Continuing with Ignatius Jones's 1850 recollections of Albany before it had grown into a mid-19th century megalopolis, or at least one of the principal cities of commerce in the expanding nation. When Jones first came to Albany in 1800, it was undergoing a certain amount of tension between the old Dutch families that had founded the town and an influx of Englishmen from New England and New York.
English: An etching of Dutch-style rowhouses in Albany, New York, United States (Photo credit: Wikipedia)
"Albany was indeed dutch, in all its moods and tenses; thoroughly and inveterately dutch. The buildings were dutch -- dutch in style, in position, attitude and aspect. The people were dutch, the horses were dutch, and even the dogs were dutch. If any confirmation were wanting, as to the origin and character of the place, it might be found in the old dutch church, which was itself always to be found in the middle of State-street, looking as if it had been wheeled out of line by the giants of old, and there left; or had dropped down from the clouds in a dark night, and had stuck fast where it fell.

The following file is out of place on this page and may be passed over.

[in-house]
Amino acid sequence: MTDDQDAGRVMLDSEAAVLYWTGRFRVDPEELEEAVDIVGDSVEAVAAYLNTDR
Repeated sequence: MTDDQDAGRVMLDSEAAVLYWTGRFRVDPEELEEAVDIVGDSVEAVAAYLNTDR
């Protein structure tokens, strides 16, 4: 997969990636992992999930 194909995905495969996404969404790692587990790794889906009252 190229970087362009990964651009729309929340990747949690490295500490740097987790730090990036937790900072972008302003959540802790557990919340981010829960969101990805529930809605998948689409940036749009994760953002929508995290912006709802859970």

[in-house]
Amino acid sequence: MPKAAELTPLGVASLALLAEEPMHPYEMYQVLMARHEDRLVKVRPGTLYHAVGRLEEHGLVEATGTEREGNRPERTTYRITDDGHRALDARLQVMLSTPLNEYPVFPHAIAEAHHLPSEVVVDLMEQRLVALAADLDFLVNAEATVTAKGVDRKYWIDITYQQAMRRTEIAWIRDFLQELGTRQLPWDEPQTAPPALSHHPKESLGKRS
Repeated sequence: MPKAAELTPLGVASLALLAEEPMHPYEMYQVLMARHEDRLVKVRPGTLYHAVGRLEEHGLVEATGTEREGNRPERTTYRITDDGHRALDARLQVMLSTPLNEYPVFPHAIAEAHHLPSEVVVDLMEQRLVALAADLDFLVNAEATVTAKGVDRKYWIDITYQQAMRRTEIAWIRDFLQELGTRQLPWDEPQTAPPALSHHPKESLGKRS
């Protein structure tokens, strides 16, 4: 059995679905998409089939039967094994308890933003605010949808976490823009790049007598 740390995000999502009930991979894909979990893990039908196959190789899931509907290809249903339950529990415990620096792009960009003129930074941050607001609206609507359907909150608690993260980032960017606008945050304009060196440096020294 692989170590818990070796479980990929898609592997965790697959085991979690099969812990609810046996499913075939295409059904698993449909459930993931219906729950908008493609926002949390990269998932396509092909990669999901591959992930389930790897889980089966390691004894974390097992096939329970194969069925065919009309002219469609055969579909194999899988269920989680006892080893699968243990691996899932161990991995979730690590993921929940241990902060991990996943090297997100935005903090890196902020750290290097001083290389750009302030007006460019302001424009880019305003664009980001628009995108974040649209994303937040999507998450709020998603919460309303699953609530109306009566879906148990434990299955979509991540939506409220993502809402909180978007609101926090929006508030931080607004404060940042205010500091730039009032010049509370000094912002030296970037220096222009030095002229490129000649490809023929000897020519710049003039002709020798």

"All the old buildings in the city -- and they constituted a large majority -- were but one story high, with sharp peaked-roofs, surmounted by a rooster, vulgarly called a weathercock. Every house, having any pretensions to dignity, was placed with its gable end to the street, and was ornamented with huge iron numericals, announcing the date of its erection; while from its eaves long wooden gutters, or spouts, projected in front some six or seven feet, so as to discharge the water from the roof, when it rained, directly over the centre of the sidewalks. This was probably contrived for the benefit of those who were compelled to be out in wet weather, as it furnished them with an extra shower-bath free of expense."
The spouts, apparently, became a bone of contention between the newer English and the older Dutch:
"But the destined hour was drawing near. The Yankees were creeping in. Every day added to their number; and the unhallowed hand of innovation was seen pointing its impertinent finger at the cherished habits and venerated customers of the ancient burghers. These meddling eastern Saxons at length obtained a majority in the city councils; and then came an order, with a handsaw, to 'cut off those spouts.'"